Forum for Science, Industry and Business

Sponsored by:     3M 
Search our Site:

 

Moon's crust underwent resurfacing after forming from magma ocean

22.11.2017

The Earth's Moon had a rough start in life. Formed from a chunk of the Earth that was lopped off during a planetary collision, it spent its early years covered by a roiling global ocean of molten magma before cooling and forming the serene surface we know today.

A research team led by The University of Texas at Austin Jackson School of Geosciences took to the lab to recreate the magmatic melt that once formed the lunar surface and uncovered new insights on how the modern moonscape came to be.


This is a moon crust formation graphic.

Credit: The University of Texas at Austin/Jackson School of Geosciences

Their study shows that the Moon's crust initially formed from rock floating to the surface of the magma ocean and cooling. However, the team also found that one of the great mysteries of the lunar body's formation - how it could develop a crust composed of just one mineral - cannot be explained by the initial crust formation and must have been the result of some secondary event.

The results were published on Nov. 21 in the Journal for Geophysical Research: Planets.

"It's fascinating to me that there could be a body as big as the Moon that was completely molten," said Nick Dygert, an assistant professor at the University of Tennessee, Knoxville who led the research while a postdoctoral researcher in the Jackson School's Department of Geological Sciences. "That we can run these simple experiments, in these tiny little capsules here on Earth and make first order predictions about how such a large body would have evolved is one of the really exciting things about mineral physics."

Dygert collaborated with Jackson School Associate Professor Jung-Fu Lin, Professor James Gardner and Ph.D. student Edward Marshall, as well as Yoshio Kono, a beamline scientist at the Geophysical Laboratory at the Carnegie Institution of Washington.

Large portions of the Moon's crust are made up of 98 percent plagioclase--a type of mineral. According to prevailing theory, which the study calls into question, the purity is due to plagioclase floating to the surface of the magma ocean over hundreds of millions of years and solidifying into the Moon's crust. This theory hinges on the magma ocean having a specific viscosity, a term related to the magma's "gooiness," that would allow plagioclase to separate from other dense minerals it crystallized with and rise to the top.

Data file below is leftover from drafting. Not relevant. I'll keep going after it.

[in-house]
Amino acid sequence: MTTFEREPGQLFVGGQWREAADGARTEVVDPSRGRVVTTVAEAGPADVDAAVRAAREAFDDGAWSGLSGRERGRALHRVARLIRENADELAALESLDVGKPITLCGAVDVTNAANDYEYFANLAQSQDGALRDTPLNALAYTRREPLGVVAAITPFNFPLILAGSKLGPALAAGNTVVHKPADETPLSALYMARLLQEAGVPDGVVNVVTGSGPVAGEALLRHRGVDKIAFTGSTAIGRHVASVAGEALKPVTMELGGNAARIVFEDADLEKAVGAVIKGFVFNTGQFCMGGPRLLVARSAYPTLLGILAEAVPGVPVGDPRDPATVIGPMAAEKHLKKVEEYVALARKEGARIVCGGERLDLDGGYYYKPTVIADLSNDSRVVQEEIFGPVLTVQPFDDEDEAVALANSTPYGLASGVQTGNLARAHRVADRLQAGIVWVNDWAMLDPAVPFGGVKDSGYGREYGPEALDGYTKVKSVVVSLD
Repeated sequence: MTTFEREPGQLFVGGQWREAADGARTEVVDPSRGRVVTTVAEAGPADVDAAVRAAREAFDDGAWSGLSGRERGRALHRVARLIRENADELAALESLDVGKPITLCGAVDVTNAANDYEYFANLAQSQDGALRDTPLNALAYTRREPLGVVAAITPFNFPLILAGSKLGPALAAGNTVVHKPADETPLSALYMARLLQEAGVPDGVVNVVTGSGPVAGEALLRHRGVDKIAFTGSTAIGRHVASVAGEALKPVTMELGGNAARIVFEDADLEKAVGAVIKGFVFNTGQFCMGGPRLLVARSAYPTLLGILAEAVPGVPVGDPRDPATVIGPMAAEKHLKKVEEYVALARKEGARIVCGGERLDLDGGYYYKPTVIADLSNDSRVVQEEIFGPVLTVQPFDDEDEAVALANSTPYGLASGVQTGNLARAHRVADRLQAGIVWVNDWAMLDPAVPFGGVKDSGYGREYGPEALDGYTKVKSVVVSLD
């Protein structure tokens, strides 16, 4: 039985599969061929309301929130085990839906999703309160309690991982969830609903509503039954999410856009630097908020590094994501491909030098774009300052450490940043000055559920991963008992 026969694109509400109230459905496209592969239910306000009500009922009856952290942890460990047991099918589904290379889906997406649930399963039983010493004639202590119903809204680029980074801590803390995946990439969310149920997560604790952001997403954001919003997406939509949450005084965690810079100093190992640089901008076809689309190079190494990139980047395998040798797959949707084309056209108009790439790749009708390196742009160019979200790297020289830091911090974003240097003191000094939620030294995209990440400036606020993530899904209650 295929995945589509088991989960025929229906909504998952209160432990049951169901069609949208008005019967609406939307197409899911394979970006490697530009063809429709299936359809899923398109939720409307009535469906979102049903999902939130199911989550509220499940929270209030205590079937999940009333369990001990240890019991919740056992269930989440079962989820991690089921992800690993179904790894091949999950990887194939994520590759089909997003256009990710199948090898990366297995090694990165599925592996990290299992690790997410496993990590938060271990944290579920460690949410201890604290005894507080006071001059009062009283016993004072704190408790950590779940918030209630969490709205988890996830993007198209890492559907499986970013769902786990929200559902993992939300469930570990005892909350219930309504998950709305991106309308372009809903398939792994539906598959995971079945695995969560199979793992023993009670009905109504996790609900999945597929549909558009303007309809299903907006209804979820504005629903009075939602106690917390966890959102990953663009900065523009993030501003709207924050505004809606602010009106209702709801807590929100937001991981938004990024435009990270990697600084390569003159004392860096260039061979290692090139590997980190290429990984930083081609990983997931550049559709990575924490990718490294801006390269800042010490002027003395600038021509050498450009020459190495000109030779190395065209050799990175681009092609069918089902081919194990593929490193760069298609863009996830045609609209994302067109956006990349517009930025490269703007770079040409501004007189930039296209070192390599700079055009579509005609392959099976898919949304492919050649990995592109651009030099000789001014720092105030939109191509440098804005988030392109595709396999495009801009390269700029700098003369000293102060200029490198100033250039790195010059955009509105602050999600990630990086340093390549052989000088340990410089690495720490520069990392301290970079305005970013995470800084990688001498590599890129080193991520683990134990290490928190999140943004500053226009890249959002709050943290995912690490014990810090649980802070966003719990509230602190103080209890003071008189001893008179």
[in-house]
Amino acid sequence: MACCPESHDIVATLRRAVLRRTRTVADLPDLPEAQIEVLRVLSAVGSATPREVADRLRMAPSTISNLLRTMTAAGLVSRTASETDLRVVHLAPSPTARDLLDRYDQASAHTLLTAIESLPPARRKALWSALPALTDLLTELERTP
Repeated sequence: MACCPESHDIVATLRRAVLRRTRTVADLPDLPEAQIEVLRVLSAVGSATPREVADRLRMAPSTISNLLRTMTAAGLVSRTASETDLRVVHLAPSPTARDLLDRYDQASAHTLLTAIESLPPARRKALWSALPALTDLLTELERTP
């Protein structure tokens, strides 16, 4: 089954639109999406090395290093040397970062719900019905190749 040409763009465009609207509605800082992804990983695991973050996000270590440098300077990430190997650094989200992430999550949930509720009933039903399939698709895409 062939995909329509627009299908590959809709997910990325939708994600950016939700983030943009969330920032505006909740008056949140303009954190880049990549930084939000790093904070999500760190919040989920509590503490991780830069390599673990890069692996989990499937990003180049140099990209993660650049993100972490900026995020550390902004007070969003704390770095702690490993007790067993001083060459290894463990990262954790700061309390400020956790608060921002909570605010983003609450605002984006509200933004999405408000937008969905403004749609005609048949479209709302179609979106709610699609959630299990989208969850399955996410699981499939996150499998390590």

Dygert decided to test the plausibility of this theory by measuring the viscosity of lunar magma directly. The feat involved recreating the molten material in the lab by flash melting mineral powders in Moon-like proportions in a high pressure apparatus at a synchrotron facility, a machine that shoots out a concentrated beam of high energy X-rays, and then measuring the time it took for a melt-resistant sphere to sink through the magma.

"Previously, there had not been any laboratory data to support models," said Lin. "So this is really the first time we have reliable laboratory experimental results to understand how the Moon's crust and interior formed."

The experiment found that the magma melt had a very low viscosity, somewhere between that of olive oil and corn syrup at room temperature, a value that would have supported plagioclase flotation. However, it would have also led to mixing of plagioclase with the magma, a process that would trap other minerals in between the plagioclase crystals, creating an impure crust on the lunar surface. Because satellite-based investigations demonstrate that a significant portion of the crust on the Moon's surface is pure, a secondary process must have resurfaced the Moon, exposing a deeper, younger, purer layer of flotation crust. Dygert said the results support a "crustal overturn" on the lunar surface where the old mixed crust was replaced with young, buoyant, hot deposits of pure plagioclase. The older cruse could have also been eroded away by asteroids slamming into the Moon's surface.

Dygert said the study's results exemplify how small-scale experiments can lead to large-scale understanding of geological processes that build planetary bodies in our solar system and others.